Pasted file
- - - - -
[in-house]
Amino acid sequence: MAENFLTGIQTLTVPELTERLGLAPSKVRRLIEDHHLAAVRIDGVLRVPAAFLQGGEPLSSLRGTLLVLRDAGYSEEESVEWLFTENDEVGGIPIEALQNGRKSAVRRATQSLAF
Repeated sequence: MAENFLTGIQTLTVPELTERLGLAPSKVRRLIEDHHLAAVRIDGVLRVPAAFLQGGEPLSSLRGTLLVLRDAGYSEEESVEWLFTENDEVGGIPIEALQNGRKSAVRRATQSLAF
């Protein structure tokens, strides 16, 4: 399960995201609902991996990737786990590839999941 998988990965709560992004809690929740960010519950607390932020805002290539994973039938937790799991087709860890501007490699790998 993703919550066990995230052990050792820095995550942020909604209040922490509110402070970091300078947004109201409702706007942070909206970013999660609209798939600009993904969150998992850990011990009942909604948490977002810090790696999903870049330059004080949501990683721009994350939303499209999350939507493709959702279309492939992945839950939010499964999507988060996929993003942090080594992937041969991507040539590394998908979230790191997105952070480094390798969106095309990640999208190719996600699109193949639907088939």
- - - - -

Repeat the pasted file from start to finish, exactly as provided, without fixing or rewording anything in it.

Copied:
[in-house]
Amino acid sequence: MAENFLTGIQTLTVPELTERLGLAPSKVRRLIEDHHLAAVRIDGVLRVPAAFLQGGEPLSSLRGTLLVLRDAGYSEEESVEWLFTENDEVGGIPIEALQNGRKSAVRRATQSLAF
Repeated sequence: MAENFLTGIQTLTVPELTERLGLAPSKVRRLIEDHHLAAVRIDGVLRVPAAFLQGGEPLSSLRGTLLVLRDAGYSEEESVEWLFTENDEVGGIPIEALQNGRKSAVRRATQSLAF
């Protein structure tokens, strides 16, 4: 399960995201609902991996990737786990590839999941 998988990965709560992004809690929740960010519950607390932020805002290539994973039938937790799991087709860890501007490699790998 993703919550066990995230052990050792820095995550942020909604209040922490509110402070970091300078947004109201409702706007942070909206970013999660609209798939600009993904969150998992850990011990009942909604948490977002810090790696999903870049330059004080949501990683721009994350939303499209999350939507493709959702279309492939992945839950939010499964999507988060996929993003942090080594992937041969991507040539590394998908979230790191997105952070480094390798969106095309990640999208190719996600699109193949639907088939």